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Home » Whisk Whimsy: Nesting Materials for Backyard Birds

Whisk Whimsy: Nesting Materials for Backyard Birds

whisk artwork by j. wyzykowski

Spring is in the air and backyard birds are busy gathering nesting materials.  This week, we’ll craft a bit of sweet outdoor whimsy that will offer up a variety of safe building supplies for our feathered friends.  But, before we are whisked away, I would like to extend heart-felt thanks to artist, Jen Wyzykowski, for providing the lovely illustration for this week’s post.  She captured my idea beautifully –  If you enjoy her work as much as I do, feel free to visit her at:  or follow her on Instagram @jenwyz_art.

An Idea “Springs” up!

Many of my ideas are formulated while doing chores at the barn and this one is no different.  The change of season to spring weather has my horse shedding out his winter coat; and I’m spending a good deal of time brushing him out and discarding the hair.  On a recent Saturday afternoon, my horse and I were enjoying the sunshine; the birds were singing, and I was removing silky belly hair with my soft grooming brush.  It occurred to me that the songbirds providing our afternoon soundtrack might appreciate the addition of some downy belly fur in their nests.  This led to an evening of research on safe nesting materials as well as creative ways to gather up and offer nest building supplies.  I am a stickler for obtaining knowledge from reputable resources.  For this project, I found Audubon, National Wildlife Federation and to be informative and helpful.
horse hair and grooming brush

Nesting Materials You Can Provide Backyard Birds

I should begin by saying that birds will naturally gather their own materials without any help from us at all.  Depending on the species, they build a variety of structures that can resemble anything from tiny hanging tote bags, to bristling cups, to mud pellet sacks, or large stick bowls just to name a few.  Even if you provide a bird house on your site, they will build a nest inside.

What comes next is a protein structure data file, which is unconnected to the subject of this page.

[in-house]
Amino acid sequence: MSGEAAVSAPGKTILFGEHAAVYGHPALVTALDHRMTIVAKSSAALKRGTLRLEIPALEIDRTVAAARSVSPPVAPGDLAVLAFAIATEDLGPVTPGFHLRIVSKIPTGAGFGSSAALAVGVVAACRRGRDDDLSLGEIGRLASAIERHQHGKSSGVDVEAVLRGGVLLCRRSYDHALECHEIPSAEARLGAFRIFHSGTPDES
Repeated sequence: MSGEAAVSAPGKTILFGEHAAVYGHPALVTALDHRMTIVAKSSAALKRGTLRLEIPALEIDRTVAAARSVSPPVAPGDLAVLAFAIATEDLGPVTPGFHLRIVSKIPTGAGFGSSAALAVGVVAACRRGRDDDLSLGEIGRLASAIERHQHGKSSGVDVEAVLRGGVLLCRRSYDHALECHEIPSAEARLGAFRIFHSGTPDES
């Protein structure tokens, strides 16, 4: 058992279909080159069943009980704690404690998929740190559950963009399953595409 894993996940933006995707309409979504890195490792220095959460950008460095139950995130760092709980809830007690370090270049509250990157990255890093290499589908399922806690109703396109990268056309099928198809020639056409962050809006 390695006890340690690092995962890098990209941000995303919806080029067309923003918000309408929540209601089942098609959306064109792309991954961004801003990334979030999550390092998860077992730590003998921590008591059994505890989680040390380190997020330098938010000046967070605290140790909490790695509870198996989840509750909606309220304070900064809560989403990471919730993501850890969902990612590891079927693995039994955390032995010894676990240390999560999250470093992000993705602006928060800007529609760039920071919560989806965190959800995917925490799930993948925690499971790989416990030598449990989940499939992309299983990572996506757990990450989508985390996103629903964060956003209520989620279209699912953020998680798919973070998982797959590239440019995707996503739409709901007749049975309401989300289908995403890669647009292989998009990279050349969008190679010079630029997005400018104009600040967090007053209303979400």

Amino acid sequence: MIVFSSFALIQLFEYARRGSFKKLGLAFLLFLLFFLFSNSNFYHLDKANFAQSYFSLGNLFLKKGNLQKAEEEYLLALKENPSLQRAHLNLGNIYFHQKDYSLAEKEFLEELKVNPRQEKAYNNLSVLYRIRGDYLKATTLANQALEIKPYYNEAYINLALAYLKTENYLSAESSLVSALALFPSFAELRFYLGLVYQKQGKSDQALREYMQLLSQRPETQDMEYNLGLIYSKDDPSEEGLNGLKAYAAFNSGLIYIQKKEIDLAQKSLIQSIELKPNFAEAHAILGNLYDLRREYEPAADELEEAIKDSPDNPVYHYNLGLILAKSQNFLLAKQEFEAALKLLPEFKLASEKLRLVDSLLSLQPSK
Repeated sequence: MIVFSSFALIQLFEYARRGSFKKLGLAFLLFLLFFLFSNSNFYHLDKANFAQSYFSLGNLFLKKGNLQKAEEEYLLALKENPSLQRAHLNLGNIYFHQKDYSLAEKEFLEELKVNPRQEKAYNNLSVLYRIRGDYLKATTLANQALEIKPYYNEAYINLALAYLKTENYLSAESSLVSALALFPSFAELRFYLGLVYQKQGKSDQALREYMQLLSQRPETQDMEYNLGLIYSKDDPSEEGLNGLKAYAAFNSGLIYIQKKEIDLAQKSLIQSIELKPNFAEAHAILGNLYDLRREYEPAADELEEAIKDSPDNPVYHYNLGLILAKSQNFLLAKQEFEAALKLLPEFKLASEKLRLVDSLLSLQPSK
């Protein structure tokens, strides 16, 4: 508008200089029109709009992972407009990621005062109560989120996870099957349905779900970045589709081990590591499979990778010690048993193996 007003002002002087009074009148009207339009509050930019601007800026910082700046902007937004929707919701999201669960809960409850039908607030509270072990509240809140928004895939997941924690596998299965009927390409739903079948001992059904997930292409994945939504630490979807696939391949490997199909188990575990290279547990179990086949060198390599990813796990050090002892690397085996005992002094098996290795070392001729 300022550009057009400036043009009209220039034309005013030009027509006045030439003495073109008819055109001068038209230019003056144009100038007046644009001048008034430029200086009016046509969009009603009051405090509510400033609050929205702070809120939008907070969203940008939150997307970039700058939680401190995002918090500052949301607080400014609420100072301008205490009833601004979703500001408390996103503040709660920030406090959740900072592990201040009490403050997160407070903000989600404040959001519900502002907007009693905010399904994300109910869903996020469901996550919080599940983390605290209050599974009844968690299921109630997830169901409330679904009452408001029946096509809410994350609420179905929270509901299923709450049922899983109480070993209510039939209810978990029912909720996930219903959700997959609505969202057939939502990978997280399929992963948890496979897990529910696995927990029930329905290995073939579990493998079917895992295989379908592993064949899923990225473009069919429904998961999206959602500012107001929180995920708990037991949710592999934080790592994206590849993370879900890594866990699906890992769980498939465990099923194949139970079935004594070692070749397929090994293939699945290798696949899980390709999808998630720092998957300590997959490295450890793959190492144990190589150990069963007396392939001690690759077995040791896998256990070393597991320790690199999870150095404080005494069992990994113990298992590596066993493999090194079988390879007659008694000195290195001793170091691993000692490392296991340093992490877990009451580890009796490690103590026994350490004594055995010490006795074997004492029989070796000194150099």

Safe Nesting Materials Birds Naturally Select
  • twigs (under 4″)
  • leaves
  • stems
  • fluffy down (milkweed)
  • moss
  • mud
  • dried grass
  • straw
  • natural fibers (wool, cotton, hemp, sisal)
  • shed snake skin
  • animal fur
  • feathers
  • lichen
  • rootlets
bird nest in evergreen
barn swallows in mud nest
Materials You Should Avoid
  • yarn or string (can entangle birds and their young)
  • human hair
  • horse mane and tail hair
  • dryer lint (soaks up water, is steeped in chemicals, crumbles in the nest and leaves holes)
  • synthetics and plastics
* A note about pet hair:  Because it was horsehair that inspired me to look into nest building materials, I feel I should clarify on the use of animal fur.  Birds will naturally collect dog, sheep, goat and horsehair for nesting purposes.  Unlike dryer lint, animal fur does not damage a nest by collecting or holding onto water.  It is important to remember, however, that pet hair should be kept to no longer than an inch.  This will prevent entanglements in the nest.  Also, avoid pet hair that has been coated with flea dip or insect repellents.